Blues historian and music critic, Robert Palmer, wrote in his classic book, Deep Blues, about the truly subtle and almost imperceptible tonal intricacies of blues music, the bending of notes so delicately and precisely that a particular intonation is achieved, both vocally and instrumentally. A music thought by many uninitiated to be primitive, loose, even sloppy, Palmer argued is, in fact, extraordinarily and almost incomprehensibly complex, a somewhat mystical musical style built upon difficult techniques honed over years of physical and mental preparation, often born of a very specific upbringing, one of anguish, hard work and a complicated relationship with a very Southern brand of faith.
“You Gotta Move” is, in the author’s mind, perhaps the best example of that precise intonation. McDowell delivers a powerful, brilliant performance, but the magnitude of its brilliance could just as easily be confused for not giving a shit whatsoever. Somewhere in this gray area is the mystical allure of the blues, a seemingly relaxed, low-down and easy musical form that, once examined, becomes a convoluted abyss of names, genres, sub-genres, styles, apocryphal tales and astonishing skill. McDowell straddles that line better than most, laying back during “You Gotta Move” in a special sweet spot, “the pocket”, setting fire to shine soaked juke joints with the scorch of his slide and beckoning patrons to dance the building down with a cool, throaty holler.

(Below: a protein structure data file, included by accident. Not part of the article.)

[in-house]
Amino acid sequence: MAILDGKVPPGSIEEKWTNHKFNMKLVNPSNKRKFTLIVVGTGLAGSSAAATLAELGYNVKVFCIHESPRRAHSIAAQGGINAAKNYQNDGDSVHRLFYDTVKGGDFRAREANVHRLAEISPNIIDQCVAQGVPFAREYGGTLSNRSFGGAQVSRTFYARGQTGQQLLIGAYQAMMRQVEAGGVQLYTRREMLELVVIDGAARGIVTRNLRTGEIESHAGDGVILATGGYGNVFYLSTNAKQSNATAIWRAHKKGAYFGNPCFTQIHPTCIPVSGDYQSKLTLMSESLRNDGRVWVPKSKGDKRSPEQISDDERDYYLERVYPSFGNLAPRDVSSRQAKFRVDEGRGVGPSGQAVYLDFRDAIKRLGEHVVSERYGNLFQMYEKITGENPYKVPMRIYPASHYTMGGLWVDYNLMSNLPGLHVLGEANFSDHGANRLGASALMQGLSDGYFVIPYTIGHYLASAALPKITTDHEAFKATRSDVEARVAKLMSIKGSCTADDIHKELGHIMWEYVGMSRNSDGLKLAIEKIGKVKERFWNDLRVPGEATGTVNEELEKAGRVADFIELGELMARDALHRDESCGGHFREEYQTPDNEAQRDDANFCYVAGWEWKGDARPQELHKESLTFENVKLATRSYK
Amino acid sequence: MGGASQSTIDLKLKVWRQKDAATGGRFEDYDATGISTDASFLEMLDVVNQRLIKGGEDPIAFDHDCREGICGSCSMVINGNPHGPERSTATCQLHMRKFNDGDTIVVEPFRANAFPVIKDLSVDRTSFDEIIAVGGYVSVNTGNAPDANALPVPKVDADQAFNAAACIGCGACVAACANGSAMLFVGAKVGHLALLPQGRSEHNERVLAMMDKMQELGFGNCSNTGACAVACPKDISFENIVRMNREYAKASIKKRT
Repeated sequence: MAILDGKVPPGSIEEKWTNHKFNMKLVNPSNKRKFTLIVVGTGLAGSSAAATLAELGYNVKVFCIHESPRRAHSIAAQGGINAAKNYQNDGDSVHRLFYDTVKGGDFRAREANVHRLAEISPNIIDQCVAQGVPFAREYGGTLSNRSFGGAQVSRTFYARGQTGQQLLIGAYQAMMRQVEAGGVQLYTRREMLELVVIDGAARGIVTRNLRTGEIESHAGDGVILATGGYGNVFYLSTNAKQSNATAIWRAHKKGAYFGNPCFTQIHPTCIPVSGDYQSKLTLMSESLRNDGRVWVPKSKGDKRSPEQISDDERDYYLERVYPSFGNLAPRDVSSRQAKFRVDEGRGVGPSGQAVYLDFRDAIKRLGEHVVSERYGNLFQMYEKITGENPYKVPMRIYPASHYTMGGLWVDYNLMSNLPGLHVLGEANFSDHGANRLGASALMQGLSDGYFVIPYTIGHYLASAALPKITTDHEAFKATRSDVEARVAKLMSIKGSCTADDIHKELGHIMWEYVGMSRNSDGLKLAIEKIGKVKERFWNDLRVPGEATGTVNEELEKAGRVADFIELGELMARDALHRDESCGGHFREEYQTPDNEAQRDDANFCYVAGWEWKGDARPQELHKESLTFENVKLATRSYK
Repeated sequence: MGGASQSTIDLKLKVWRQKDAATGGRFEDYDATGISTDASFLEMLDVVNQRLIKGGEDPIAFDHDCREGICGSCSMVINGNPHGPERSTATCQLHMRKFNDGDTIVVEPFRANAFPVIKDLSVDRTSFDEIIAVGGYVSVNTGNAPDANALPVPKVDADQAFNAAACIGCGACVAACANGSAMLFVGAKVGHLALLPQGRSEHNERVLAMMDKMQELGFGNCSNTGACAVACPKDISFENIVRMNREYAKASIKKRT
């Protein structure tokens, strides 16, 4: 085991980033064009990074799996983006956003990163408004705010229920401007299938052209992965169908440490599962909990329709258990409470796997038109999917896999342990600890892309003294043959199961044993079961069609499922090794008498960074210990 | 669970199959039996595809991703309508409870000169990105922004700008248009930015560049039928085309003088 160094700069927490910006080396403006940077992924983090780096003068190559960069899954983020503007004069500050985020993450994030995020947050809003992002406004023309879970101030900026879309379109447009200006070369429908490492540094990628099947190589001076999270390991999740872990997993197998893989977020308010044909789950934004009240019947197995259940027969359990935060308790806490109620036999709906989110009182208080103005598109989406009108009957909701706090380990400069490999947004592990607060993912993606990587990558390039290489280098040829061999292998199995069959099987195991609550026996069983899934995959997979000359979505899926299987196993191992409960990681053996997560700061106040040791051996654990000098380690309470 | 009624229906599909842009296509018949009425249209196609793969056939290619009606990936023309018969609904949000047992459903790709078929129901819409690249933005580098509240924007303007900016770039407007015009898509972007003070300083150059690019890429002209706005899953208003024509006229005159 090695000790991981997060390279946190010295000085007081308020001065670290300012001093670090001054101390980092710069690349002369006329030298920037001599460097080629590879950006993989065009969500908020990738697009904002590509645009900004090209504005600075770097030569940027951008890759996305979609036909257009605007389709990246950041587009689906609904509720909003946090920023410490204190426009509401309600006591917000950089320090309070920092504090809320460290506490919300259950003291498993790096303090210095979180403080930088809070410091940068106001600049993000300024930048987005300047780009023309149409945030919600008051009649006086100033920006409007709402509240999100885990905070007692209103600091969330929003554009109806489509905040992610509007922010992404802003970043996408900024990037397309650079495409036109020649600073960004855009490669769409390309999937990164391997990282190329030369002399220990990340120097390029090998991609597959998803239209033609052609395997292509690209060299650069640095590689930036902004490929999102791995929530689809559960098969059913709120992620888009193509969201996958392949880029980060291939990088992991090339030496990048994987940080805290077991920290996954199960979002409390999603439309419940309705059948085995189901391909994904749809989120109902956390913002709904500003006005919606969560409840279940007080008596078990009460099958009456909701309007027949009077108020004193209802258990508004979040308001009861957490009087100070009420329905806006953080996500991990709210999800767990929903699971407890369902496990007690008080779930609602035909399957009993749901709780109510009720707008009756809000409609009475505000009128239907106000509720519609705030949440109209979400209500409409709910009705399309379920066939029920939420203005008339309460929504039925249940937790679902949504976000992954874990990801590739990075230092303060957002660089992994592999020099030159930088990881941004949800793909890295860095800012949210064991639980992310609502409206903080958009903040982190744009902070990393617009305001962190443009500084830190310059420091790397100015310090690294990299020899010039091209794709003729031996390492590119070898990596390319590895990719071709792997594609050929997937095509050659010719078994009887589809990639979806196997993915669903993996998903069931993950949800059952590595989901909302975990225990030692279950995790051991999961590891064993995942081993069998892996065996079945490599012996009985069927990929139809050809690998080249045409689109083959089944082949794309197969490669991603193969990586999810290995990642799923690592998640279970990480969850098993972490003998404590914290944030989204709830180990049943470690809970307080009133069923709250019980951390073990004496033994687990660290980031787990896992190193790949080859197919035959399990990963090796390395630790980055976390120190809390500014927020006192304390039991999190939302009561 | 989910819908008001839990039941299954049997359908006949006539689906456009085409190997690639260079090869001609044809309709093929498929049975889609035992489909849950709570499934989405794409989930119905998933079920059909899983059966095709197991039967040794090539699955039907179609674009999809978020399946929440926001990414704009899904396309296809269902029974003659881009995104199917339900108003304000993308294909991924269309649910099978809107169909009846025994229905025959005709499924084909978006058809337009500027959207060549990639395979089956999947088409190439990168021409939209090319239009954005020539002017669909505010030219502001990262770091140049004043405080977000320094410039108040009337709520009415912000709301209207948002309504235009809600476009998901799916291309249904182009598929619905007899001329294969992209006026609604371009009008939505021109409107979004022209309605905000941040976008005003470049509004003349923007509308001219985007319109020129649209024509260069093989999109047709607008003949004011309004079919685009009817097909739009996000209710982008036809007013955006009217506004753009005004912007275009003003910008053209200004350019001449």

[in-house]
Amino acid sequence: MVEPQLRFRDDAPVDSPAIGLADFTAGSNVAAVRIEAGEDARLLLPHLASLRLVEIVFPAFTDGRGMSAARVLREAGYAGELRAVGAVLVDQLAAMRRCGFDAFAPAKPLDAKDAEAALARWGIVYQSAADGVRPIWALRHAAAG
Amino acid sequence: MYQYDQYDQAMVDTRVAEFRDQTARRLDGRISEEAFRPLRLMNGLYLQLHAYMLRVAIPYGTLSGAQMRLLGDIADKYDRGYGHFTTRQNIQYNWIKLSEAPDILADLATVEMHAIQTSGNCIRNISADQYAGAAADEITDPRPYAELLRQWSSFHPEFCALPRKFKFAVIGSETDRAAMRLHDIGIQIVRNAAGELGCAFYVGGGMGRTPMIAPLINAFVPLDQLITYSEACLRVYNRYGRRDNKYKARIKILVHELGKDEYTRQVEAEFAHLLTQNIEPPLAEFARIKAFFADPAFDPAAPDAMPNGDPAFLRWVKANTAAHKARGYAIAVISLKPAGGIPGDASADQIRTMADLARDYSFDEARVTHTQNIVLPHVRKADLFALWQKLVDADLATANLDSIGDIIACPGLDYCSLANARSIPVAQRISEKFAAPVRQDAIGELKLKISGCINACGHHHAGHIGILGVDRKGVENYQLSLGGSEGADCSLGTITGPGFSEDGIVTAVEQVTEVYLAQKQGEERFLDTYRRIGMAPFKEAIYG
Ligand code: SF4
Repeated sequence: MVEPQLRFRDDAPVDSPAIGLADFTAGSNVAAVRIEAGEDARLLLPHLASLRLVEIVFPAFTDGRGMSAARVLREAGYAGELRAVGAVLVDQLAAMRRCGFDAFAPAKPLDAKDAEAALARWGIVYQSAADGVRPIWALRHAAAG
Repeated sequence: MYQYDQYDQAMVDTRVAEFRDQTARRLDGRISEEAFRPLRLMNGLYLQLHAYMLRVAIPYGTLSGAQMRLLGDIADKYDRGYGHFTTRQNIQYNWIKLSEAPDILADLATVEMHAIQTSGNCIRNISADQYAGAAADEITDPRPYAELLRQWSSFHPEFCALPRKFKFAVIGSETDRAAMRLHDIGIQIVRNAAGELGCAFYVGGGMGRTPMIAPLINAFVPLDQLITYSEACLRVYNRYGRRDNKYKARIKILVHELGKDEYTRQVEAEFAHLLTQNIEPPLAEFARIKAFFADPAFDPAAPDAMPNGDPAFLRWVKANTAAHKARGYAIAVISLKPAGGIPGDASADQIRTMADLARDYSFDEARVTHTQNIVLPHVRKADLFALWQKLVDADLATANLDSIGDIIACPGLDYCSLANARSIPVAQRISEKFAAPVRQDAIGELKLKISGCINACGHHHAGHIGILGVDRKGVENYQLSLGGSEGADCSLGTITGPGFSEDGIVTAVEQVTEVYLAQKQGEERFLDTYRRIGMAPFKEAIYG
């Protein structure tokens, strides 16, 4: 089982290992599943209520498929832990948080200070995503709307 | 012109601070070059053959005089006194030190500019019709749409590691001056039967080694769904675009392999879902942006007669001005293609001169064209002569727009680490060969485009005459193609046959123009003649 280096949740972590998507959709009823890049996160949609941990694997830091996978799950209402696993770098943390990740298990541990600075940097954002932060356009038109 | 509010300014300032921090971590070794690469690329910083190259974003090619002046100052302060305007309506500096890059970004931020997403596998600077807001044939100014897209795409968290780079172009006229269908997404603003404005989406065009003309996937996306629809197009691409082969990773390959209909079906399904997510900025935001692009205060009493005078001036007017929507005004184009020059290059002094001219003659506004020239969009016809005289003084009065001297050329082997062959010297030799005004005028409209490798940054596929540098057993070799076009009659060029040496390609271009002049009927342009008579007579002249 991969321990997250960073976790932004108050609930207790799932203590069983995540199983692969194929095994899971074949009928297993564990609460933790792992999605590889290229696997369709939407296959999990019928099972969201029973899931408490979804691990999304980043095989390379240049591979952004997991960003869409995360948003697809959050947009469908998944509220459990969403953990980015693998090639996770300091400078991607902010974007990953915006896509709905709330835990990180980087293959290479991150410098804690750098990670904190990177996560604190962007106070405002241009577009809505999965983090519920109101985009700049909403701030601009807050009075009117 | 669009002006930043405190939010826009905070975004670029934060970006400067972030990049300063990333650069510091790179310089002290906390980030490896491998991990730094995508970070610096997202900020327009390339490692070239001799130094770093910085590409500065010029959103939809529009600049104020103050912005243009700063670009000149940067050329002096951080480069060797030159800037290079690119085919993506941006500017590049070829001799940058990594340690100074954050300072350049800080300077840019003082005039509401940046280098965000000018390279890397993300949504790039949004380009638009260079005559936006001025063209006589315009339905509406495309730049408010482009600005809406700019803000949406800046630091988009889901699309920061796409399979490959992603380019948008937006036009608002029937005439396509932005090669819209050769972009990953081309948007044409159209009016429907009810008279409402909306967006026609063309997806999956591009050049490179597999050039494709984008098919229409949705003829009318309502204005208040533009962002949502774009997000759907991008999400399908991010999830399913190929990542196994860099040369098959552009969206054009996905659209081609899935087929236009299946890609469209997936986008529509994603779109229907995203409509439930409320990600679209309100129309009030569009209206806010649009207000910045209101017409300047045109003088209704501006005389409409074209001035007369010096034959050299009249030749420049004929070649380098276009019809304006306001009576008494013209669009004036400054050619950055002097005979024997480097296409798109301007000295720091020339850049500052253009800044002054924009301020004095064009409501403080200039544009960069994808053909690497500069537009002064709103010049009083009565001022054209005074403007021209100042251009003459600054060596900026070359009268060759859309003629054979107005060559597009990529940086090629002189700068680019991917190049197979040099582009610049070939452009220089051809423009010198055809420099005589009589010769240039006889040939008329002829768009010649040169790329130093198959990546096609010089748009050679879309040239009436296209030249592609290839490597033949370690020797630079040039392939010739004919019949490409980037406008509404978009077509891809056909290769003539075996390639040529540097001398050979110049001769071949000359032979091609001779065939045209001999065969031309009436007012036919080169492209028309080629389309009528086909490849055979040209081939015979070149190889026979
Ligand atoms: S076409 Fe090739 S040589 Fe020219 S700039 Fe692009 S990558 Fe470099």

Maybe it is the seemingly sleepy, sly, cock-eyed vibe of the droning ‘hill country’ blues that kept the genre and its artists so long from the popularity that other brands of other Southern blues experienced? Maybe it is their slightly removed position from the Delta, plantation-cum-blues Meccas Dockery and Stovall and the infamous Beale Street that held them back? Maybe it is the superficially simple use of the harmonic center that led audiences to gravitate to more apparently complex forms? What it is the author cannot say, but if exploring the vast musical tradition of the ‘hill country’ means digging deep into blues and its periphery, passing on the way the Blinds, the Johnsons and the Jameses, marooning oneself on a distant and reputedly “lesser” form of blues all in the name of finding one man who can make the guitar speak in a tongue you’ve never heard, then the answer is simple. You gotta move.
Written by Ben Brundage